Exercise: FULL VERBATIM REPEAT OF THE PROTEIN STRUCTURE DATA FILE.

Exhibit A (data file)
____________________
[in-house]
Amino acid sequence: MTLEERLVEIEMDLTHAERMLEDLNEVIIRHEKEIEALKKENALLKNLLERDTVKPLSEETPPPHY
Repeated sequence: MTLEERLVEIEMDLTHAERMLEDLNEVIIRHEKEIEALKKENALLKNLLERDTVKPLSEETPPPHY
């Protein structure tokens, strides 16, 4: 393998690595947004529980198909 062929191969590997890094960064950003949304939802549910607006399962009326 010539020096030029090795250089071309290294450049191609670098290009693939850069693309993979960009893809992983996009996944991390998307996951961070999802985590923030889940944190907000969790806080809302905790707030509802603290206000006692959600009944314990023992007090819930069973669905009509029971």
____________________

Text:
[in-house]
Amino acid sequence: MTLEERLVEIEMDLTHAERMLEDLNEVIIRHEKEIEALKKENALLKNLLERDTVKPLSEETPPPHY
Repeated sequence: MTLEERLVEIEMDLTHAERMLEDLNEVIIRHEKEIEALKKENALLKNLLERDTVKPLSEETPPPHY
């Protein structure tokens, strides 16, 4: 393998690595947004529980198909 062929191969590997890094960064950003949304939802549910607006399962009326 010539020096030029090795250089071309290294450049191609670098290009693939850069693309993979960009893809992983996009996944991390998307996951961070999802985590923030889940944190907000969790806080809302905790707030509802603290206000006692959600009944314990023992007090819930069973669905009509029971």